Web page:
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LLM Basics

How Large Language Models work and how to use them


Large Language Models (LLMs) are a type of AI that can be used to generate text.
They can generate text that is similar to the text they were trained on.
The effect of this is that they show reasoning abilities which can be harnessed to create AI Assistants.

How LLMs work

For the purposes of Stubber you need to have a simple understanding of LLMs and how they work.


Each LLM is customized (or fine-tuned) for a specific text input and output.
The models that Stubber primary uses are chat models. These models take text in the form of a conversation between an assistant and a user.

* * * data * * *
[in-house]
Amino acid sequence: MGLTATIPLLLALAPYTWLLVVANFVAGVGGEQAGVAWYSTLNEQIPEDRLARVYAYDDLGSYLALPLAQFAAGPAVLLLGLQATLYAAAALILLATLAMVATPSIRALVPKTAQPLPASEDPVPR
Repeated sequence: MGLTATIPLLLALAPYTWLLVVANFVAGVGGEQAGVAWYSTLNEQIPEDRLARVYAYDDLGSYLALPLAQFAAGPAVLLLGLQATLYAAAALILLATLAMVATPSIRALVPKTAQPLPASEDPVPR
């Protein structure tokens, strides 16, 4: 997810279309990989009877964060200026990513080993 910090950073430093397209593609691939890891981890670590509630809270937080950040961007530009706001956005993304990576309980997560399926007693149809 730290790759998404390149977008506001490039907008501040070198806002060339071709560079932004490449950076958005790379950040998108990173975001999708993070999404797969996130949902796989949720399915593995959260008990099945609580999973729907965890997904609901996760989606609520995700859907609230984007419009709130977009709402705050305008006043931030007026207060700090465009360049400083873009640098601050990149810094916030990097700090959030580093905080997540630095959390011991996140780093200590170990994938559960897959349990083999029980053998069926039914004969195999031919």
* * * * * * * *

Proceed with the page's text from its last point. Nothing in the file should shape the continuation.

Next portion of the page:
Some LLM models are trained only on text and these are used for different tasks.

We will focus on the chat LLM type.


To use a chat LLM you need to pass a chat log and the model is asked to complete the chat.
Each time you call the LLM you need to give it the chat log.
Stubber abstracts this from you and will automatically build up the chat log to give to the LLM.

Each call to a LLM is atomic and the LLM does not store any state. So when dealing with a LLM a tool that keeps the memory is very useful.


The chat LLMs are trained to understand "roles". The 2 most basic roles are "assistant" and "user".
This represents the most basic chat.
The next most important role is the "system" role. LLMs have been trained to adhere to the messages in the "system" role as instructions.
This allows you to give instructions to the LLM and pass data to the model outside of the user chat.

Some LLMs support a "function" role where the LLM can complete functions. The functions the model can choose to call are fed into the model by special "system" messages. This is functionality that is useful in the context of Stubber and allowing LLMs to run actions.